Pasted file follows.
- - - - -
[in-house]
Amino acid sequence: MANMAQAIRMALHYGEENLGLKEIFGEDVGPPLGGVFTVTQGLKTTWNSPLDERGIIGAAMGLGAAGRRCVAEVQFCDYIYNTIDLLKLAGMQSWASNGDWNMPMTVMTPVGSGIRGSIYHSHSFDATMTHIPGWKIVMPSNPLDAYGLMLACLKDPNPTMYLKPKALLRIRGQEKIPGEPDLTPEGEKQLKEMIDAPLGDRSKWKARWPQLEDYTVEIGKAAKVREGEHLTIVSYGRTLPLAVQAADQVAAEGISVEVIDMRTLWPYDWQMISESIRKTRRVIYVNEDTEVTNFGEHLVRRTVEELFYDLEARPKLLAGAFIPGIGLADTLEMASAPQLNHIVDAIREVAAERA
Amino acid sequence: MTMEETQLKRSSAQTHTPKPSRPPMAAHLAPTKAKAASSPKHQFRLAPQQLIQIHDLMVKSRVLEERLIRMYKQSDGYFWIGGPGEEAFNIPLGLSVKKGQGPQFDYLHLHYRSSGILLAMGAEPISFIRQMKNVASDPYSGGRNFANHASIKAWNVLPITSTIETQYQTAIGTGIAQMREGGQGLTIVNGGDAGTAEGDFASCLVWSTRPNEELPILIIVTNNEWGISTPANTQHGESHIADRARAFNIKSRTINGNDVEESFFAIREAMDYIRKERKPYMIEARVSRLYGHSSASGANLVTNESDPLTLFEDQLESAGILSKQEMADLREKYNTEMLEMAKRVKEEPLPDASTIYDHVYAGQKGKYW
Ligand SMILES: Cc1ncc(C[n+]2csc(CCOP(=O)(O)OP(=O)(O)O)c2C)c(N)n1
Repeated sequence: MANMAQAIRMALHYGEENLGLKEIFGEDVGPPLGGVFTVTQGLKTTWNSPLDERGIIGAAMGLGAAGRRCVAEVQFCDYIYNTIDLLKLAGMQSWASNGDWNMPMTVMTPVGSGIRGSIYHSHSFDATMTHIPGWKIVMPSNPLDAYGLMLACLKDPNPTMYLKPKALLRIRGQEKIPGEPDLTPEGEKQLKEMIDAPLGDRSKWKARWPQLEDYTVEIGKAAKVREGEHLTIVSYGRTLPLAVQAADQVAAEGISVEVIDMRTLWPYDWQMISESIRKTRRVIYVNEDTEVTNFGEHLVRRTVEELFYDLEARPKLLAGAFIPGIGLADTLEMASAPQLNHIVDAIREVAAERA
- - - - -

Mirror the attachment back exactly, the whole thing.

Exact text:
[in-house]
Amino acid sequence: MANMAQAIRMALHYGEENLGLKEIFGEDVGPPLGGVFTVTQGLKTTWNSPLDERGIIGAAMGLGAAGRRCVAEVQFCDYIYNTIDLLKLAGMQSWASNGDWNMPMTVMTPVGSGIRGSIYHSHSFDATMTHIPGWKIVMPSNPLDAYGLMLACLKDPNPTMYLKPKALLRIRGQEKIPGEPDLTPEGEKQLKEMIDAPLGDRSKWKARWPQLEDYTVEIGKAAKVREGEHLTIVSYGRTLPLAVQAADQVAAEGISVEVIDMRTLWPYDWQMISESIRKTRRVIYVNEDTEVTNFGEHLVRRTVEELFYDLEARPKLLAGAFIPGIGLADTLEMASAPQLNHIVDAIREVAAERA
Amino acid sequence: MTMEETQLKRSSAQTHTPKPSRPPMAAHLAPTKAKAASSPKHQFRLAPQQLIQIHDLMVKSRVLEERLIRMYKQSDGYFWIGGPGEEAFNIPLGLSVKKGQGPQFDYLHLHYRSSGILLAMGAEPISFIRQMKNVASDPYSGGRNFANHASIKAWNVLPITSTIETQYQTAIGTGIAQMREGGQGLTIVNGGDAGTAEGDFASCLVWSTRPNEELPILIIVTNNEWGISTPANTQHGESHIADRARAFNIKSRTINGNDVEESFFAIREAMDYIRKERKPYMIEARVSRLYGHSSASGANLVTNESDPLTLFEDQLESAGILSKQEMADLREKYNTEMLEMAKRVKEEPLPDASTIYDHVYAGQKGKYW
Ligand SMILES: Cc1ncc(C[n+]2csc(CCOP(=O)(O)OP(=O)(O)O)c2C)c(N)n1
Repeated sequence: MANMAQAIRMALHYGEENLGLKEIFGEDVGPPLGGVFTVTQGLKTTWNSPLDERGIIGAAMGLGAAGRRCVAEVQFCDYIYNTIDLLKLAGMQSWASNGDWNMPMTVMTPVGSGIRGSIYHSHSFDATMTHIPGWKIVMPSNPLDAYGLMLACLKDPNPTMYLKPKALLRIRGQEKIPGEPDLTPEGEKQLKEMIDAPLGDRSKWKARWPQLEDYTVEIGKAAKVREGEHLTIVSYGRTLPLAVQAADQVAAEGISVEVIDMRTLWPYDWQMISESIRKTRRVIYVNEDTEVTNFGEHLVRRTVEELFYDLEARPKLLAGAFIPGIGLADTLEMASAPQLNHIVDAIREVAAERA